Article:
The BBC Breakfast team had a 5-minute segment about the health effects of condensation this morning on the back of a recent report from the Mackintosh School of Architecture. Josh Steiner from the Manchester Housing Association recommended a number of tips to stop condensation and they were similar to our top 10 tips to stop condensation.
BBC Breakfast condensation health advice
Dr Rosemary Leonard said that there were a number of health concerns related to condensation including asthma and eczema. She noted that cases of both were on the increase. Throughout the winter, moisture levels in the home are generally far higher than any other time of year and it is in the winter that diagnoses of asthma are at their peak.
This is in part due to people drying clothes inside their home throughout the winter rather than outside. Researcher Rosalie Menon said that a total of 75% of households, which were of a mixed style, had moisture levels that could lead to dust mite or black mould growth.
In addition, a mould spore that is known to cause lung infections in people with weakened immune systems, such as children and the elderly was found to be in 25% of the homes sampled. Ms. Menon recommends that people take steps to reduce the levels of condensation within their homes.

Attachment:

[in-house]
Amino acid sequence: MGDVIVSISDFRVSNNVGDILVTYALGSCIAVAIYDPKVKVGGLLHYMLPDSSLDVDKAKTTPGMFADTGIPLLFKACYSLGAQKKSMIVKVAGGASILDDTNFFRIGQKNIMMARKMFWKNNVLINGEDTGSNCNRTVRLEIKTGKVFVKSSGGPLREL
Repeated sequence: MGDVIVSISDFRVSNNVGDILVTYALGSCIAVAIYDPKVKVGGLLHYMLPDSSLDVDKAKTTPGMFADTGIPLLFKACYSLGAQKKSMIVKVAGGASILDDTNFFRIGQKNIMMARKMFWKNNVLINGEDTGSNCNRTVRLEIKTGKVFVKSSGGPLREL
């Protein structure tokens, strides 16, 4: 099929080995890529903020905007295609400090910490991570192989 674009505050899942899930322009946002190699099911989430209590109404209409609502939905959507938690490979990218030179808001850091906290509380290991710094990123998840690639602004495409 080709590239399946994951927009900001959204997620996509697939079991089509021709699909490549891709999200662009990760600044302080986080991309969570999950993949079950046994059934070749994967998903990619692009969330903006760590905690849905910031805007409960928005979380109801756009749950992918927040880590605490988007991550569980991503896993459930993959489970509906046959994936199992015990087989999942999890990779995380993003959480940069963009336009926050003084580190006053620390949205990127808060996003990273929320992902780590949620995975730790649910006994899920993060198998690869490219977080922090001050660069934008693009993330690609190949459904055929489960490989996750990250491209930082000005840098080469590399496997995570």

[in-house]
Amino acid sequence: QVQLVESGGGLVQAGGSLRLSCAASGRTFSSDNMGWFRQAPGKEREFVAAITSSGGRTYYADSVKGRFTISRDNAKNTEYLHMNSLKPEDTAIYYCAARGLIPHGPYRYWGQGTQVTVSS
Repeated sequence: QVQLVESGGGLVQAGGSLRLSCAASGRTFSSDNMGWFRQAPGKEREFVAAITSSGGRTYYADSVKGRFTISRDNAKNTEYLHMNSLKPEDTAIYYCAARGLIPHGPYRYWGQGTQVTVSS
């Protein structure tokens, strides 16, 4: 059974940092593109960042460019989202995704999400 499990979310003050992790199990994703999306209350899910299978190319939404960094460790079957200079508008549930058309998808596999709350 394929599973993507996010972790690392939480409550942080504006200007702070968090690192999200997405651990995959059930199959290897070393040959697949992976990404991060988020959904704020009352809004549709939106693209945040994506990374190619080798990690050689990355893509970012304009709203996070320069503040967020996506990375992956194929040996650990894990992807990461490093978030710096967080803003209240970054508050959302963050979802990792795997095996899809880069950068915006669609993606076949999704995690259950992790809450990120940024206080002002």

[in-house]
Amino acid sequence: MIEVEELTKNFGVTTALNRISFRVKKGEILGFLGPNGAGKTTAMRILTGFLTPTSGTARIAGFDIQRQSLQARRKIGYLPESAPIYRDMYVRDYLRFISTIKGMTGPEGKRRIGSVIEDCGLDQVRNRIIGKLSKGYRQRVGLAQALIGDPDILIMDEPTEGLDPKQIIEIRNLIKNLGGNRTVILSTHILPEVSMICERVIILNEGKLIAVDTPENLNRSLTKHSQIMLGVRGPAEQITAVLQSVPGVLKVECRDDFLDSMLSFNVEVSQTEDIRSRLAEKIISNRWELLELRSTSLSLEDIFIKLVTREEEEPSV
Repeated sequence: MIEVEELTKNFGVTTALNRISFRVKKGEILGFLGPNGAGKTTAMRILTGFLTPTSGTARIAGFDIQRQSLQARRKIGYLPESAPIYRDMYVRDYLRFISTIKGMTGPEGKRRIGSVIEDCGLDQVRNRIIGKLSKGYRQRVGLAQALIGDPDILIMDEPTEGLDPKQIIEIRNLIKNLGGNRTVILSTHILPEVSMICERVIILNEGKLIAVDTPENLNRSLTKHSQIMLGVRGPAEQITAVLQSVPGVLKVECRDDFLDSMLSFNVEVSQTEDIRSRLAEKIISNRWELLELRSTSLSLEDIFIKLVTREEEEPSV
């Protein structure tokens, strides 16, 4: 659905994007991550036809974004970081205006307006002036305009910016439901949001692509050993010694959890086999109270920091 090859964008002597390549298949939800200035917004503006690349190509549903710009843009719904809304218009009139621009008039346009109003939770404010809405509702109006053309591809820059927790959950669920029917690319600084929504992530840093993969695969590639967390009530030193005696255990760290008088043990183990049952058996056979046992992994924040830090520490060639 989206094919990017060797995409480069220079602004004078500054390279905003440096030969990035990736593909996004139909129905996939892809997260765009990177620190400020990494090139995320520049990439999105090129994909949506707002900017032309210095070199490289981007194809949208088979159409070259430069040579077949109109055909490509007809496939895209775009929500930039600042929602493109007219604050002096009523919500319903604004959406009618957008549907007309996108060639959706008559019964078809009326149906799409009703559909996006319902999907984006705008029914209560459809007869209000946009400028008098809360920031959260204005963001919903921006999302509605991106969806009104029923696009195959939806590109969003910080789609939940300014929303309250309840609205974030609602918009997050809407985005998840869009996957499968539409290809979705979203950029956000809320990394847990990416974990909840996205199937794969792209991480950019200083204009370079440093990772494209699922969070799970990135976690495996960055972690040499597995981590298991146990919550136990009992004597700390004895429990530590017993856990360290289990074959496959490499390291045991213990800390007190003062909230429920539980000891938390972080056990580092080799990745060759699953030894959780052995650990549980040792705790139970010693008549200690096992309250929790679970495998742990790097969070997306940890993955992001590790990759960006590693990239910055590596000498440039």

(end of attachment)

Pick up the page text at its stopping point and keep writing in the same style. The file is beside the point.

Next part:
BBC Breakfast condensation tips and advice
Extensive condensation often leads to black mould and the mould spores from black mould can cause health conditions that are particularly prevalent in young children and the elderly. It is important that levels of moisture in the home are kept to a minimum so that these health problems don’t come to light.
BBC Breakfast recommend that if it isn’t possible to dry clothes anywhere other than inside it should be done in a closed room, preferably not a bedroom or living room as people tend to spend a lot of time in these places.
Other condensation advice offered from the BBC Breakfast was to keep the lids on pots and pans whilst cooking and to ensure that the extractor fan is on or windows are open in the bathroom for a period of time after you have finished bathing.